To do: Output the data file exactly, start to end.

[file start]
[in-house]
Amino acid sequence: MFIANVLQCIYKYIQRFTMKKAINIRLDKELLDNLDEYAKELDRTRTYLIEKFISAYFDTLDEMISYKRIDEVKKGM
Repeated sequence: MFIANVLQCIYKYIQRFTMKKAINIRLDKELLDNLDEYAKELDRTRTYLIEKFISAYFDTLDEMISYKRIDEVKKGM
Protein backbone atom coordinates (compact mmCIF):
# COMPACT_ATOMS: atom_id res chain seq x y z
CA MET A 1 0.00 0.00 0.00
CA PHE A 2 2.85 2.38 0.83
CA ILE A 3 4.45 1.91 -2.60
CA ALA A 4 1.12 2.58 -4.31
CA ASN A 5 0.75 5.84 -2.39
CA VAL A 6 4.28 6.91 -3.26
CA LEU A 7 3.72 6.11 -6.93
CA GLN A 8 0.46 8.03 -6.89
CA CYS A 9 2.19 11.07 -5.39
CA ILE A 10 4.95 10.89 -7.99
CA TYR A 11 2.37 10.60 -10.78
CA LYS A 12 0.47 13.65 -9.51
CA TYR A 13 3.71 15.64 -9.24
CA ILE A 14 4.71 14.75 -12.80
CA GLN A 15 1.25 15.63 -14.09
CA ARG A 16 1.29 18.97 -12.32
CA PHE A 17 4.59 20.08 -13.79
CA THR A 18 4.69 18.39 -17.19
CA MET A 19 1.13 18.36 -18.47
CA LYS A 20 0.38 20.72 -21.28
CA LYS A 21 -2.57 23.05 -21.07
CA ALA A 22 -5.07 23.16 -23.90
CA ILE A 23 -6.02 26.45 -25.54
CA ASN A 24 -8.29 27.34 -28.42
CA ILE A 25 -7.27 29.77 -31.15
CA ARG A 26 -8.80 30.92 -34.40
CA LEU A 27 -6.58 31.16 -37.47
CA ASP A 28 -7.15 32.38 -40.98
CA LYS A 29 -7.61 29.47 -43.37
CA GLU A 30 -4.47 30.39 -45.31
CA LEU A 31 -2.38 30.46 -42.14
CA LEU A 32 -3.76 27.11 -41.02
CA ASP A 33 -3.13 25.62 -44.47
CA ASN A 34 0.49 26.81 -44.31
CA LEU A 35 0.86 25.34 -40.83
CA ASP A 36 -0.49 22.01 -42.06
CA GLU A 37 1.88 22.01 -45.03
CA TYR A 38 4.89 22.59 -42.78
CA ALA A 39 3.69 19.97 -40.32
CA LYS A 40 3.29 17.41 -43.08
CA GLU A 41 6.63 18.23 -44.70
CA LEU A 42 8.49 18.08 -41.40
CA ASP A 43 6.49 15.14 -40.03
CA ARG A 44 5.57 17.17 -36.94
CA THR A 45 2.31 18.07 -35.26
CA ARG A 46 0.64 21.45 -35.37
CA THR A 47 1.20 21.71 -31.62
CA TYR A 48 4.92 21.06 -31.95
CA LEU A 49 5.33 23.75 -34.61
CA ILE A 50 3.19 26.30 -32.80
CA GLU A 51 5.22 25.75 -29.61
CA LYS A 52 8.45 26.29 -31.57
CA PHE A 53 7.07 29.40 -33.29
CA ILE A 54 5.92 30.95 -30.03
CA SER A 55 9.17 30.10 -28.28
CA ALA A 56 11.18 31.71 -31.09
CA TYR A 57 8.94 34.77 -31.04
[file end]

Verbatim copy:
[in-house]
Amino acid sequence: MFIANVLQCIYKYIQRFTMKKAINIRLDKELLDNLDEYAKELDRTRTYLIEKFISAYFDTLDEMISYKRIDEVKKGM
Repeated sequence: MFIANVLQCIYKYIQRFTMKKAINIRLDKELLDNLDEYAKELDRTRTYLIEKFISAYFDTLDEMISYKRIDEVKKGM
Protein backbone atom coordinates (compact mmCIF):
# COMPACT_ATOMS: atom_id res chain seq x y z
CA MET A 1 0.00 0.00 0.00
CA PHE A 2 2.85 2.38 0.83
CA ILE A 3 4.45 1.91 -2.60
CA ALA A 4 1.12 2.58 -4.31
CA ASN A 5 0.75 5.84 -2.39
CA VAL A 6 4.28 6.91 -3.26
CA LEU A 7 3.72 6.11 -6.93
CA GLN A 8 0.46 8.03 -6.89
CA CYS A 9 2.19 11.07 -5.39
CA ILE A 10 4.95 10.89 -7.99
CA TYR A 11 2.37 10.60 -10.78
CA LYS A 12 0.47 13.65 -9.51
CA TYR A 13 3.71 15.64 -9.24
CA ILE A 14 4.71 14.75 -12.80
CA GLN A 15 1.25 15.63 -14.09
CA ARG A 16 1.29 18.97 -12.32
CA PHE A 17 4.59 20.08 -13.79
CA THR A 18 4.69 18.39 -17.19
CA MET A 19 1.13 18.36 -18.47
CA LYS A 20 0.38 20.72 -21.28
CA LYS A 21 -2.57 23.05 -21.07
CA ALA A 22 -5.07 23.16 -23.90
CA ILE A 23 -6.02 26.45 -25.54
CA ASN A 24 -8.29 27.34 -28.42
CA ILE A 25 -7.27 29.77 -31.15
CA ARG A 26 -8.80 30.92 -34.40
CA LEU A 27 -6.58 31.16 -37.47
CA ASP A 28 -7.15 32.38 -40.98
CA LYS A 29 -7.61 29.47 -43.37
CA GLU A 30 -4.47 30.39 -45.31
CA LEU A 31 -2.38 30.46 -42.14
CA LEU A 32 -3.76 27.11 -41.02
CA ASP A 33 -3.13 25.62 -44.47
CA ASN A 34 0.49 26.81 -44.31
CA LEU A 35 0.86 25.34 -40.83
CA ASP A 36 -0.49 22.01 -42.06
CA GLU A 37 1.88 22.01 -45.03
CA TYR A 38 4.89 22.59 -42.78
CA ALA A 39 3.69 19.97 -40.32
CA LYS A 40 3.29 17.41 -43.08
CA GLU A 41 6.63 18.23 -44.70
CA LEU A 42 8.49 18.08 -41.40
CA ASP A 43 6.49 15.14 -40.03
CA ARG A 44 5.57 17.17 -36.94
CA THR A 45 2.31 18.07 -35.26
CA ARG A 46 0.64 21.45 -35.37
CA THR A 47 1.20 21.71 -31.62
CA TYR A 48 4.92 21.06 -31.95
CA LEU A 49 5.33 23.75 -34.61
CA ILE A 50 3.19 26.30 -32.80
CA GLU A 51 5.22 25.75 -29.61
CA LYS A 52 8.45 26.29 -31.57
CA PHE A 53 7.07 29.40 -33.29
CA ILE A 54 5.92 30.95 -30.03
CA SER A 55 9.17 30.10 -28.28
CA ALA A 56 11.18 31.71 -31.09
CA TYR A 57 8.94 34.77 -31.04